"For the past few weeks I have had the opportunity to test an Android Froyo device loaded with a beta of Flash Player 10.1," said Ben Bajarin, principal analyst at Creative Strategies, in a statement. "The overall experience and performance of Flash has been impressive. Mobile users now have access to full Web pages with rich Flash content on millions of sites. With the new mobile-specific features, developers also have an important opportunity to help shape the way Web content, games, touch capabilities and more are presented across platforms and devices as Froyo and other platforms deliver full Flash support."
Comparing Flash Player to Apple
Discussing the relevance of Flash Player 10.1 for Mobile as compared with Apple's mobile platform, IDC's Hilwa said: "Well, today there is no uniform way to code an application for all major mobile platforms (I am counting at least 6 for smartphones, plus countless Linux derivatives). If you are a developer or content owner and want to bring your ware to these platforms, you have to have a separate effort for each platform. With Flash 10.1, at least you can use one effort for multiple platforms, except for the iPhone, which you then have to decide whether to address or how to address. For now, Apple has huge momentum, and it is likely to be supported with a separate effort, which will make it even more pressing to use a common way to target the other platforms to lower development costs."
Moreover, Hilwa notes that he recognizes that HTML5 is in some ways a competitor to the Flash Player, "but the browser makers, who have to implement HTML5, will have to do the same optimizations on HTML5 to bring it up to speed, including doing whatever remedial work on the new codec from Google to make it comparable with H.264. Flash and Silverlight will remain the choice for high-end RIA apps for a long time to come, but as HTML5 gets more broadly implemented over the next five years, it will see more usage for sure."
On June 10, Adobe delivered Flash Player 10.1 for the Windows, Mac and Linux operating systems. In a blog post describing that release, Paul Betlam of the Flash Player engineering team at Adobe, said performance and power management were two key concerns for the latest release. Said Betlam:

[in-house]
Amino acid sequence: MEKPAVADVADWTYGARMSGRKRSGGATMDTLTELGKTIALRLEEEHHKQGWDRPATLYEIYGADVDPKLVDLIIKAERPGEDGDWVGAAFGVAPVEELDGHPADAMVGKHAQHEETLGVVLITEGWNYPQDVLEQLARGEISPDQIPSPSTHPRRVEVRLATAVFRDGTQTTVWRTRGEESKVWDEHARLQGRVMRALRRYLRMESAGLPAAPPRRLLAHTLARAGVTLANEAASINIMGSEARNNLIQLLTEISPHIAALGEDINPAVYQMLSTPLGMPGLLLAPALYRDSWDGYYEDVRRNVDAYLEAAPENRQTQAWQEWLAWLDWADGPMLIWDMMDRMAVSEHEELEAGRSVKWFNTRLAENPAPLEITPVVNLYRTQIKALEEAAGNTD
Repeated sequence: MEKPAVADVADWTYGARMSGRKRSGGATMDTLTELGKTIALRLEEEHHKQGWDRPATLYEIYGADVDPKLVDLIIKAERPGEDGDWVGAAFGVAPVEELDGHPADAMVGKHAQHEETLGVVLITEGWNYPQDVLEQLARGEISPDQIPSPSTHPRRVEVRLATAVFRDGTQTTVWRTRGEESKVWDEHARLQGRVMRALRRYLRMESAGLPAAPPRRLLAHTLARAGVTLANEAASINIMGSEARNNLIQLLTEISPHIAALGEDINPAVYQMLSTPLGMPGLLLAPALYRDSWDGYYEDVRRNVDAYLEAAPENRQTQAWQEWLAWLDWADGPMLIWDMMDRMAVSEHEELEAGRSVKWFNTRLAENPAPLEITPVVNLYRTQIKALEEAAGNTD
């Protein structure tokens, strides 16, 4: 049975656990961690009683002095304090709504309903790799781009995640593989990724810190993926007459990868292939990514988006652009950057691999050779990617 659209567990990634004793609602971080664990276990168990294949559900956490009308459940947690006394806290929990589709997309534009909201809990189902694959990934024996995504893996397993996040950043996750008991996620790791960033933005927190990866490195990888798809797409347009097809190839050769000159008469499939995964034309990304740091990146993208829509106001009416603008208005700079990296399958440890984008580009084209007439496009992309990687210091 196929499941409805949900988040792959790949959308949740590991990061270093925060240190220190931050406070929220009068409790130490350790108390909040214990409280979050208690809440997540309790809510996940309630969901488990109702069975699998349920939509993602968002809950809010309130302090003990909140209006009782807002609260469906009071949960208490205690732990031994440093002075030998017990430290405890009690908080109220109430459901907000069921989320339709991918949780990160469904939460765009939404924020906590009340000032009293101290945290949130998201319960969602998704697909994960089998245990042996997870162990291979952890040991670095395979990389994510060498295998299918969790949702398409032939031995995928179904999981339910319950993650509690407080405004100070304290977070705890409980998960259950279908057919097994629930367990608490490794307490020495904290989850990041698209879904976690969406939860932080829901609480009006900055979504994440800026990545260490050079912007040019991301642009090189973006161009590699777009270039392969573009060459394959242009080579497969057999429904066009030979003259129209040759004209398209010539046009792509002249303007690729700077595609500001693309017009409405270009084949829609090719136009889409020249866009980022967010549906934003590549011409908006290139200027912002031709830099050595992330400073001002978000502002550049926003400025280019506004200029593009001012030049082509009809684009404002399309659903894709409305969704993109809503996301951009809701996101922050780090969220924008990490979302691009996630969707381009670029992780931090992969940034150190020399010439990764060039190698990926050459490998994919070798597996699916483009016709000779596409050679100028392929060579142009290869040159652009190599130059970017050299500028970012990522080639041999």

"With Flash Player 10.1 we aligned our development efforts to create a single run-time that works across desktops and devices. Performance and power efficiency was a huge focus since different devices have varying sized processors and memory, and we needed to ensure Flash Player 10.1 would work across all of them. So we made a number of changes to Flash Player that directly translate to faster execution and reduced resource consumption. We achieved some large gains in reducing the amount of memory used at runtime, particularly for bitmap-intensive apps."
Adobe also announced the availability of Adobe AIR on June 10. Developers can now deploy applications built for AIR 2 on Windows, Mac OS and Linux. The Adobe AIR run-time is already installed on nearly 300 million desktop computers. AIR provides developers with a feature-rich environment for delivering rich applications outside the browser-mobile or otherwise-and across multiple operating systems.
In a June 10 blog post, Arno Gourdol, director of engineering for Adobe AIR, said:
"We have made huge improvements in the overall performance of the run-time. Without changing your AIR apps, they will now use less CPU and up to 30 percent less memory.
"We are also introducing dozens of new features and hundreds of new APIs for developers to take advantage of. For example, our much improved networking APIs will make it possible to build new apps, from multiplayer games to enterprise collaboration apps. AIR is now even more tightly integrated with the operating system, including better interaction with the file system, detecting mounting and unmounting of volumes, improved printing APIs, support for native installers and, of course, one of our most requested features, support for integrating native code with your application using the NativeProcess API."
Moreover, Lee Graham, co-founder of TRImagination, which uses Adobe AIR, said, "Adobe AIR 2 is the most robust and versatile yet. With minimum development effort, I was able to convert my AIR for Android app into a desktop app that runs on Windows, Mac OS X and even Linux. Being able to reuse 90 percent of my code to build an application that runs on desktops, as well as mobiles, is truly an amazing feature. AIR 2 has evolved into a ubiquitous platform."